The laws and regulations pertaining to political parties and other websites declared as political are now more or less clear (see previous posts below). However, it is still hard to pin down the status of others using the internet - including individual bloggers who occasionally comment on politics, individuals circulating articles to large email lists, and groups that are more organised but haven't yet been asked to register as political sites. These people make up the bulk of political commentators and opinion-sharers nowadays.
The government, in Parliament (see full text below), said that "the streaming of explicit political content by individuals during the election period is prohibited under the Election Advertising Regulations" and added that there's a similar prohibition applying to the videocasting, or video streaming of explicitly political content. I have yet to find the relevant provisions in the existing laws and regulations. The government appears to be referring to the permitted forms of internet electioneering – the so-called "positive list" in the 2001 Regulations – which does not include audio/video streaming. However, this positive list applies only to parties and candidates. The Regulations are quite unambiguous about this. The positive list appears in a section titled "Division 1 - Candidates and Political Parties", and is introduced with the following preamble: "... only any of the following election advertising and no other may be published by any political party or any candidate or his election agent on what is commonly known as the Internet". There is nothing in the Regulations that states that the positive list applies to anyone other than parties, candidates and their agents.
Note that there is no positive list for registered non-party sites (the so-called "relevant persons" such as Think Centre) for the simple reason that they are completely prohibited from online electioneering. "Division 2 - Relevant persons" is just 4 lines long, banning them from all election advertising. So it is quite clear that any website that's been asked to register as a political site by MDA will certainly not be allowed to used streaming, or any other internet technology, to influence the elections.
However, that still leaves the larger body of groups and individuals who have not yet been asked to register. Until they are asked, can they use the full range of internet technologies freely (subject of course, to all the other laws, such as defamation, sedition and contempt of court)? The government says no, but I am still searching for the basis of that statement.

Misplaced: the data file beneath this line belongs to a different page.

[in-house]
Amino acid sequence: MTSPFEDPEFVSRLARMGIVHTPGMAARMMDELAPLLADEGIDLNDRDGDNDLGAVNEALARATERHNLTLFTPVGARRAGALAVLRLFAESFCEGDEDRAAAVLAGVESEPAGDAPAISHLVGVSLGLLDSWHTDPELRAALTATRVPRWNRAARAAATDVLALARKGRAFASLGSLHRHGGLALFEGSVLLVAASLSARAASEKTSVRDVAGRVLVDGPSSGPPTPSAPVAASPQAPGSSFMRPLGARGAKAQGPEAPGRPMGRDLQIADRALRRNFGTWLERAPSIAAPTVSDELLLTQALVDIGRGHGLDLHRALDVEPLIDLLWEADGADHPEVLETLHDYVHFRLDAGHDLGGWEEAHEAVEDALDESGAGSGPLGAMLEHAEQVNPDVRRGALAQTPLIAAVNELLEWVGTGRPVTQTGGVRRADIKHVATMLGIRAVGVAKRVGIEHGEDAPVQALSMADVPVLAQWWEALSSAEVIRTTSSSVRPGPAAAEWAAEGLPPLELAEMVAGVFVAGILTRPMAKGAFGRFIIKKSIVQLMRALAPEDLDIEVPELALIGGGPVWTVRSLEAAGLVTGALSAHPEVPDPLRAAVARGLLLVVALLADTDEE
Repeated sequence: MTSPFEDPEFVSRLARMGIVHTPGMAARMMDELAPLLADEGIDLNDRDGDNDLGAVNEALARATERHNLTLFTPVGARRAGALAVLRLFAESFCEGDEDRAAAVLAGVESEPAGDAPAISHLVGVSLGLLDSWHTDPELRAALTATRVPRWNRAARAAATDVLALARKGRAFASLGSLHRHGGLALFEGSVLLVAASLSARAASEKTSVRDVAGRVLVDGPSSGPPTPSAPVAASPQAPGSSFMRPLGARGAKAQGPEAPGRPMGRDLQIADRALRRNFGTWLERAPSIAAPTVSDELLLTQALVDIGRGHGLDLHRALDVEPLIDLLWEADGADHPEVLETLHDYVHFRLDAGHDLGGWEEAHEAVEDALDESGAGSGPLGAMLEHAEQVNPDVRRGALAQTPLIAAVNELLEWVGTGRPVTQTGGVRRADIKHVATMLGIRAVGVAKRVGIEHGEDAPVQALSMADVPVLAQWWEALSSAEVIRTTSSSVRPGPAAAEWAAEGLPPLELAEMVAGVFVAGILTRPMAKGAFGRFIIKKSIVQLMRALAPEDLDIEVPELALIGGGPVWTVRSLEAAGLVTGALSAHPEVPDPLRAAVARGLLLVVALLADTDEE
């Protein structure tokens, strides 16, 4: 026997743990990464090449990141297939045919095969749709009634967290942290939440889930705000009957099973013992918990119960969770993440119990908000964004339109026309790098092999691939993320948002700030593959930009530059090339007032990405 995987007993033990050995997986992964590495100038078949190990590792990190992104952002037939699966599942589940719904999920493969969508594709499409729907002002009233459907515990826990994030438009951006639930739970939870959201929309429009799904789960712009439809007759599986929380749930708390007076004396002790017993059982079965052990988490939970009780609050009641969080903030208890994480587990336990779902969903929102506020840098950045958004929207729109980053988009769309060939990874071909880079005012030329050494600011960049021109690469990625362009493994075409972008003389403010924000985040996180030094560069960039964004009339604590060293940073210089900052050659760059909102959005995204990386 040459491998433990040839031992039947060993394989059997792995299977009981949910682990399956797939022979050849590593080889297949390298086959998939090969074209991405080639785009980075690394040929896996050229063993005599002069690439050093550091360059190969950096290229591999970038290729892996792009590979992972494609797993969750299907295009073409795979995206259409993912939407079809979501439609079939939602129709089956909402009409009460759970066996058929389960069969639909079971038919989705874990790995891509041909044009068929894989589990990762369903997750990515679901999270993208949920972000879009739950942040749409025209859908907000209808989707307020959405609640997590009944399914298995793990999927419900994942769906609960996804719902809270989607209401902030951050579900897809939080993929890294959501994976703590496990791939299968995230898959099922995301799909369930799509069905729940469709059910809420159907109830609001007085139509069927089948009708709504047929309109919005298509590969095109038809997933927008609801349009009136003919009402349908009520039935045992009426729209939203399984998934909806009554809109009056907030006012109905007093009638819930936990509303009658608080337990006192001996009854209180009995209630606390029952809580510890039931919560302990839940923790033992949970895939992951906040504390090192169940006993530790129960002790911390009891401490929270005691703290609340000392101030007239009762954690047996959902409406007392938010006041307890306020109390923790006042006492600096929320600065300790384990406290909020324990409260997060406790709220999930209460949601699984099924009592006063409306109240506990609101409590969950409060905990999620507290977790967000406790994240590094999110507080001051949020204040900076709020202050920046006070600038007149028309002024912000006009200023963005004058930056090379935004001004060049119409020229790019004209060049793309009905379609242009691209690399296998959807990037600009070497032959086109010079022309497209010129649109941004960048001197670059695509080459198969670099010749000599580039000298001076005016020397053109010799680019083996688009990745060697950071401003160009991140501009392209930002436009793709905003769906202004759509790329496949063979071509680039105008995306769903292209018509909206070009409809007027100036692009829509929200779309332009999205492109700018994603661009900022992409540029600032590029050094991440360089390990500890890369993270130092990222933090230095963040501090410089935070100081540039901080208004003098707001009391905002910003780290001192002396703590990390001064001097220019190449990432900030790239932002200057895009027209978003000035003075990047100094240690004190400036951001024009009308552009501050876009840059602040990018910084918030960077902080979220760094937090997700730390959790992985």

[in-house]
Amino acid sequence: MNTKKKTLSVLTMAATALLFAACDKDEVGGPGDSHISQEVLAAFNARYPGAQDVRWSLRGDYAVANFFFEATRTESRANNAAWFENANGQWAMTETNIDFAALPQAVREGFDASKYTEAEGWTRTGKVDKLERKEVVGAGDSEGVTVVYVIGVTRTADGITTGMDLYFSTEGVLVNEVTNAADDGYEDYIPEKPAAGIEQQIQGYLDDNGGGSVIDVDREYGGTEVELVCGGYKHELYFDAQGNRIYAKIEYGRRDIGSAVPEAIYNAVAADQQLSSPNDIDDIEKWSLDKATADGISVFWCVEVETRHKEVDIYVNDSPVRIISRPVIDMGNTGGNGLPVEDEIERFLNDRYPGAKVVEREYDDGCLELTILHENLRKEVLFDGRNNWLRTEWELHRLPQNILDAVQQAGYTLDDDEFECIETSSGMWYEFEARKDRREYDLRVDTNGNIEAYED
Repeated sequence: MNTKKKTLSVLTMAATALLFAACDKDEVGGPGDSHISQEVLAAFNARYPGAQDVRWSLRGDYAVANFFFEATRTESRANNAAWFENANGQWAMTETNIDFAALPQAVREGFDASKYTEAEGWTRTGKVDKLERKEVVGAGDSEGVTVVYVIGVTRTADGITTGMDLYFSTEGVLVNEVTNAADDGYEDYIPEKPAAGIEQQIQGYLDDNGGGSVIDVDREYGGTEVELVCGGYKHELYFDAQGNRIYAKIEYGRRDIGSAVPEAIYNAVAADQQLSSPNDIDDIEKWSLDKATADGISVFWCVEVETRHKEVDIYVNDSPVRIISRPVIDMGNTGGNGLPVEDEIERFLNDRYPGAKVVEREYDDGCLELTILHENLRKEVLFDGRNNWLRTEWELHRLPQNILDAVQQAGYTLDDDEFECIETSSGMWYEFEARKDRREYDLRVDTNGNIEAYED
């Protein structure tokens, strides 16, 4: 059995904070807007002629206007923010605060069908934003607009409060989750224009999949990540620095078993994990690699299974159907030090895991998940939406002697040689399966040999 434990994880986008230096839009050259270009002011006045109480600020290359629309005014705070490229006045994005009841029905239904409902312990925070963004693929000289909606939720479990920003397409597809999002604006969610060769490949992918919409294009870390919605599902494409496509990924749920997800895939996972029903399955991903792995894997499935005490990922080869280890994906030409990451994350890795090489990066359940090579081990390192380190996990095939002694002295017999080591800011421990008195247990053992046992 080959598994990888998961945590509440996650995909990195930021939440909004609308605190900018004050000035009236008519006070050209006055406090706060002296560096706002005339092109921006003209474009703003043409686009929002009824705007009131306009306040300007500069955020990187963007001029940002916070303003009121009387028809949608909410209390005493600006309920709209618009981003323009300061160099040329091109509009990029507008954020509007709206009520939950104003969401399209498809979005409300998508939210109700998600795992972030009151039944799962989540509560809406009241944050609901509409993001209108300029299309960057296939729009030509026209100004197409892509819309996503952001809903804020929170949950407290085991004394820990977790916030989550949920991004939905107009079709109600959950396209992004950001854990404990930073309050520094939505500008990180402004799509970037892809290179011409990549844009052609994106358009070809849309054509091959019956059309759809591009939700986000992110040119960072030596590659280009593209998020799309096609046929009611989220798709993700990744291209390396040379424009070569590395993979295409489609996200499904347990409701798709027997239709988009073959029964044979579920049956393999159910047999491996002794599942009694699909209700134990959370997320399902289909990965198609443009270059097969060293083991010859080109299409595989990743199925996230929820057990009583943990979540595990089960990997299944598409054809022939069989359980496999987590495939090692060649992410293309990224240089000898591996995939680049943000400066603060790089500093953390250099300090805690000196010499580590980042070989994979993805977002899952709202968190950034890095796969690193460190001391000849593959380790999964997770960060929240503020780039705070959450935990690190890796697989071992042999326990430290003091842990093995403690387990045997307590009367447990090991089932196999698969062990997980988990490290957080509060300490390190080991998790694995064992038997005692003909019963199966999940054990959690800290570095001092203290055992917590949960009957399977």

Another hazy area is mass email, either for email newsletters or petitions. Again, there is explicit mention of these technologies in the 2001 Regulations - but only in the part that deals with parties and candidates. (The rules are described in this blog, 2 posts ago.) However, again it is unclear how these rules could apply to anyone who is neither a party/candidate nor a "relevant person" (registered political group).
The issue of using email is made even more complicated by the fact that the MDA registration requirement is limited to websites, and not users of email. This is because, when the regulations were drawn up in 1996, the authorities were keen to show that they were only interested in "light touch" regulation; they explicitly stated that they were not about to regulate email, considering it to be private communication. At the time, email newsletters had not really taken off, and were hardly used for mass communication.
Hence, according to the Broadcasting (Class Licence) Notification of 1996: "An Internet Content Provider who is or is determined by the Authority to be a body of persons engaged in the propagation, promotion or discussion of political or religious issues relating to Singapore on the World Wide Web through the Internet, shall register with the Authority within 14 days after the commencement of its service, or within such longer time as the Authority may permit."
I am not a technology expert, but it seems that email does not necessarily use "the World Wide Web", and therefore does not come under the ambit of the regulation. Assuming that is the case, if a person never uses websites and exclusively uses email, the authorities cannot ask him to register, and cannot turn him into a "relevant person" for the purposes of the internet electioneering regulations.
On the whole, it looks like we will soon see changes in the laws and regulations to keep up with changing technologies and trends, and to close loopholes.